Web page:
The Saskatchewan Urban Municipalities Association (SUMA) is relieved to see that today’s provincial budget is maintaining support for Saskatchewan hometowns.
In today’s budget, the provincial government is reinstating the SaskEnergy municipal surcharge to 109 of our municipalities who saw it cut last year. The surcharge will also be extended to all Saskatchewan cities, towns and villages.
“We appreciate the return of SaskEnergy funding to our 109 municipalities that lost out last year,” said SUMA President Gordon Barnhart. “This funding helps our municipalities provide instrumental services.”
Revenue sharing related to PST is set to decrease from last year as expected. SUMA welcomes the opportunity for an open discussion with the provincial government on the future of the revenue sharing program.
“We didn’t get all that we hoped for, but we understand that the province is facing tough economic times,” said Barnhart. “We look forward to continuing in an open consultation process.”
Tag Archives: Provincial Economy
Saskatchewan’s 2017-18 Budget remains on track, confirmed by the province’s mid-year financial report released today. “Saskatchewan’s economy is performing well and is…
The 2017-18 Saskatchewan Budget remains on track at first quarter, with no change in the bottom-line forecast.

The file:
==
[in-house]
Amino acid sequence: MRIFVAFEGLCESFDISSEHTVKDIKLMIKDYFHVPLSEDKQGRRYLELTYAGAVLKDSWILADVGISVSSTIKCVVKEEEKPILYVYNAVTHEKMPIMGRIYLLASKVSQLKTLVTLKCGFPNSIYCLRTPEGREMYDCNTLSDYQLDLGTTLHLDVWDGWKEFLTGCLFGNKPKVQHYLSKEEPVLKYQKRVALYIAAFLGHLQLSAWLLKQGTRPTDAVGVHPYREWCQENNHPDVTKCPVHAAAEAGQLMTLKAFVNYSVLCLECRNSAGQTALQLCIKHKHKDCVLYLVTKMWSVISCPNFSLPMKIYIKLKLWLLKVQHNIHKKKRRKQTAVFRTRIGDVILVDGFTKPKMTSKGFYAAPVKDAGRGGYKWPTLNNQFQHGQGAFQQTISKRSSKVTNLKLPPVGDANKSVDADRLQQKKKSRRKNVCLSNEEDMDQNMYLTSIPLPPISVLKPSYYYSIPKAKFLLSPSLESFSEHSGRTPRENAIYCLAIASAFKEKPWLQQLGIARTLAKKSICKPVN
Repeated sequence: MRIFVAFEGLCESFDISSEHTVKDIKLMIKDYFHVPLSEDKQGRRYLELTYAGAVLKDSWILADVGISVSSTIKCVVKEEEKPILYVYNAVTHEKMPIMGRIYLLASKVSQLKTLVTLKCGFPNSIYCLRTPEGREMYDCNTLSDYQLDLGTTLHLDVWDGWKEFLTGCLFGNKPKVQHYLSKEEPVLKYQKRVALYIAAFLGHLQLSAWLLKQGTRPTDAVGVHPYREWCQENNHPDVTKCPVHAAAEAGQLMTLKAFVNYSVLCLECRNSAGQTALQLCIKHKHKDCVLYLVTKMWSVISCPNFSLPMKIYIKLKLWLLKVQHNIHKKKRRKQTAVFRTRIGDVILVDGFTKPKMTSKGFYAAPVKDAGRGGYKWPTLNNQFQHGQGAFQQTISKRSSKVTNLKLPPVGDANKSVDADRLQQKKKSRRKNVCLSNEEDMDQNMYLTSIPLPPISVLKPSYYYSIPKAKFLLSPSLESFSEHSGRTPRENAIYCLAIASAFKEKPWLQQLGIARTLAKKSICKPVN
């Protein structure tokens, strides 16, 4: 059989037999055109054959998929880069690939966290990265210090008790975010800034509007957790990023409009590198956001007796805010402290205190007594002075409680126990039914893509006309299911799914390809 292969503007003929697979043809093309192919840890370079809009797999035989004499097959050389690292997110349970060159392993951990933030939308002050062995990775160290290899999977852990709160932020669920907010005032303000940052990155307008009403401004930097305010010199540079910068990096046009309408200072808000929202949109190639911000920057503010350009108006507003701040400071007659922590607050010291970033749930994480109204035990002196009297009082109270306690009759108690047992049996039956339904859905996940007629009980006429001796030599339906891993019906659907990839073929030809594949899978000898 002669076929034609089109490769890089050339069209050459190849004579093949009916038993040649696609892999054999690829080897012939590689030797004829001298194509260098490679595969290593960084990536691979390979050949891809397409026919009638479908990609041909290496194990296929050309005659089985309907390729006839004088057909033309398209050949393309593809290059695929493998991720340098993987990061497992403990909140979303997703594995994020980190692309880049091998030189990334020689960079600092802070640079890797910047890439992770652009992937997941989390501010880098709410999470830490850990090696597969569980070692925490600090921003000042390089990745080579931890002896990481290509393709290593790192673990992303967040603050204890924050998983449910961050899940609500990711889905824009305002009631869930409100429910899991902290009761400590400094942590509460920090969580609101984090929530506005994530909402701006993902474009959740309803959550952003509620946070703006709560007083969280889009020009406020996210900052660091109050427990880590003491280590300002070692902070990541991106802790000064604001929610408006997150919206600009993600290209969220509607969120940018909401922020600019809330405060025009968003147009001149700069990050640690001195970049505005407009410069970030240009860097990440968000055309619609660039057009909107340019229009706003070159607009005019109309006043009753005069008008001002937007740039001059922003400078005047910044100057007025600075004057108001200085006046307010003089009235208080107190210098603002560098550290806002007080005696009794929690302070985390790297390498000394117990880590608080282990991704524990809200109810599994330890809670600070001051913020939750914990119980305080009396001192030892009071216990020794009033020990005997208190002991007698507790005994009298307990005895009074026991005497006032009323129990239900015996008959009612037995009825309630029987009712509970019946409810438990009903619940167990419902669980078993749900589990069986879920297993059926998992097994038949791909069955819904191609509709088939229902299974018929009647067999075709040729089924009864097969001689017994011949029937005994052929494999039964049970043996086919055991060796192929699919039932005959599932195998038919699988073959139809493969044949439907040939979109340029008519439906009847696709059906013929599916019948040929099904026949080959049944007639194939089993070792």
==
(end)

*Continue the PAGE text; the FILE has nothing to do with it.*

“The Saskatchewan economy is performing well so far, and for the first time in two years is projected to post positive growth,” Finance Minister Kevin Doherty said. “We have more to accomplish, but at first quarter we are meeting our fiscal challenge by controlling spending and shifting away from over-reliance on volatile resource revenue.”
At first quarter, a deficit of $684.7 million is forecast, unchanged from budget. Revenue at first quarter is forecast to increase $42 million (0.3 per cent) from budget, while total expense is forecast to increase by about $82 million (0.6 per cent).
As planned, part of the budget’s $300 million contingency—about $40 million—is being used to offset expense pressures. A further $125 million of the contingency is being used to offset compensation savings that, because of the time required for negotiations to continue, will not be achieved this fiscal year.
“The reason we built a contingency into this year’s budget was to help address in-year pressures,” Doherty said. “We still have work to do to control government’s overall costs, including savings we are working hard to achieve in total compensation expense.”
Most key indicators for Saskatchewan’s economy have been positive so far in 2017, including:
the third-highest growth among Canadian provinces in manufacturing sales;
the third-highest growth in average weekly earnings;
the third-highest growth in population; and
the second-highest growth in new motor-vehicle sales.
“Private sector forecasters have recognized strength in Saskatchewan’s economic performance and have increased real GDP growth forecasts for 2017 from an average of 1.7 per cent at budget to 2.1 per cent,” Doherty said. “At first quarter, our government remains on track with our fiscal plan to return Saskatchewan’s budget to balance in three years, by 2019-20.
“We need to follow and achieve our plan to continue on our path of growth, and to provide the services, programs and infrastructure Saskatchewan people value and need – today and into the future.”